The Electronic Shelf Label Market is expected to be worth USD 1,424.8 Million by 2023, at a CAGR of 23.98% from 2017 to 2023.
Why is transformation of the retail industry from manual to automated operations a key opportunity?
The retail industry has shown promising growth across the world due to its transformation from manual to automated operations. According to the MarketsandMarkets analysis, the global retail automation market is expected to be worth USD 18.99 billion by 2023, at a CAGR of 10.96% during the forecast period. Retailers in the developed countries such as Germany, France, the US, and Singapore have successfully adopted retail automation solutions to cater to the increasing number of consumer belonging to the middle class of economy.
Automated solutions such as electronic shelf labels are widely used in developed countries; however, a few developing or under-developed countries such as Sweden, Norway, and South Korea have begun to include ESLs in their retail sector, owing to the high growth opportunities in the retail automation market. Various countries including India, North Korea, and New Zealand are the untapped markets for ESLs and thus hold significant opportunities for these providers.
Furthermore, similar to the retail market, even the commodity market can be benefited from ESLs. For instance, the deployment of ESLs in jewelry shops can help in showing daily price fluctuations of metals, such as gold and silver, and make the store more customer-friendly with dynamic pricing.
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How is low labor cost in economically developing countries creating challenges in the market
The availability of labor at low prices in economically developing countries—such as India, South Korea, China, and South Africa—is significantly restricting the adoption of automation solutions in the retail industry operating in these countries. Automation of retail space has a little or no economic value in these countries, as cheap labor is abundant and readily available. The adoption of retail automation solutions, such as ESLs, in retail stores mandates the upgrading of existing infrastructure, thereby increasing the total installation expenses. In addition, the electronic shelf labels deployed in a retail space communicate through NFC, which is the preferable means of communication within the store among other communication technologies. The NFC-based apps and infrastructure are costly, and thus, retailers prefer the manual operation across their stores rather than upgrading the stores with electronic shelf labels.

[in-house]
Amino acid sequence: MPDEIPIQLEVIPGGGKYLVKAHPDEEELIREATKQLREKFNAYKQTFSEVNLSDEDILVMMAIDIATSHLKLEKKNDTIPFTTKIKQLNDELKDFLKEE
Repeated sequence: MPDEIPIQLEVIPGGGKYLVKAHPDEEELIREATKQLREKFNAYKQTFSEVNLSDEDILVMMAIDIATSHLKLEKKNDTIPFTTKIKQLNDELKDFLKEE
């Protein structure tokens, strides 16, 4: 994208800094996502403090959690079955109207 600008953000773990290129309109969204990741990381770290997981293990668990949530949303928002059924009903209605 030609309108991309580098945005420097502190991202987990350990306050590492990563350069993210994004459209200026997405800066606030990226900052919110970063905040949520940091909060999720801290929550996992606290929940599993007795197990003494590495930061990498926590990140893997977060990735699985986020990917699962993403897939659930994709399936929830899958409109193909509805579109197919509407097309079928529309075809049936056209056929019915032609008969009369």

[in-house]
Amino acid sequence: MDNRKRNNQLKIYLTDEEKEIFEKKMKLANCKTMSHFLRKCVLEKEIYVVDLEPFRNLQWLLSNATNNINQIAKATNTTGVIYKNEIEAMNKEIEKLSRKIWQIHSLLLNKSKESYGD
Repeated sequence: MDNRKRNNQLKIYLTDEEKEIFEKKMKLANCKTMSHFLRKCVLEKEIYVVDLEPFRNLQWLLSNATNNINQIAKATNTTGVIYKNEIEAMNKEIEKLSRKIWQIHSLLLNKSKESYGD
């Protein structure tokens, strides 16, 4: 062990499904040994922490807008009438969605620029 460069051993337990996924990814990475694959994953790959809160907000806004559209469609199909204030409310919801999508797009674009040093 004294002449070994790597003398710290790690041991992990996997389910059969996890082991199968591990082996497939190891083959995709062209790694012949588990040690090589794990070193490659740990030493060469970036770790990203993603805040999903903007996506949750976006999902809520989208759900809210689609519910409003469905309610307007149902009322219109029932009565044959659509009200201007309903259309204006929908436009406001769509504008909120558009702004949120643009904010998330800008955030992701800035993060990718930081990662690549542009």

Trending retail automation
The technological revolution, in terms of automation, across the retail industry has proved effectively beneficial for retailers. The inclination of this industry toward reducing the total operational costs by eliminating manual operations in stores is propelling the adoption of automation solutions across the retail industry. The trending retail automation is also fueling the adoption of electronic shelf labels (ESLs) across all type of retail stores, including hypermarkets, supermarkets, and specialty stores. Furthermore, the implementation of ESLs in retail stores enables dynamic and omnichannel pricing; it also helps reduce labor input by eliminating manual operations. Furthermore, the ESLs can also allow retailers to reuse the tags with low maintenance costs. These features can effectively accelerate the adoption of ESLs, thereby driving the growth of the market.
High expenses of installation and supporting infrastructure
Deployment of ESL technology might seem costly for the unorganized retailers, as a retailer needs to implement additional shelves that are electrified to accept the electronic shelf labels tags or be compatible with electronic shelf labels, which in turn increases the installation expenses. In addition, retailers/companies always analyze the benefits of any technology before deploying it, with regard to their investment and time taken for the return on investment (ROI). For an unorganized retail market in economically developing countries, such as South Korea and India, the cost of technology is a major restraint as the deployment of these labels also demands the supporting infrastructure, which calls for large investments for small- and medium-scale retailers.
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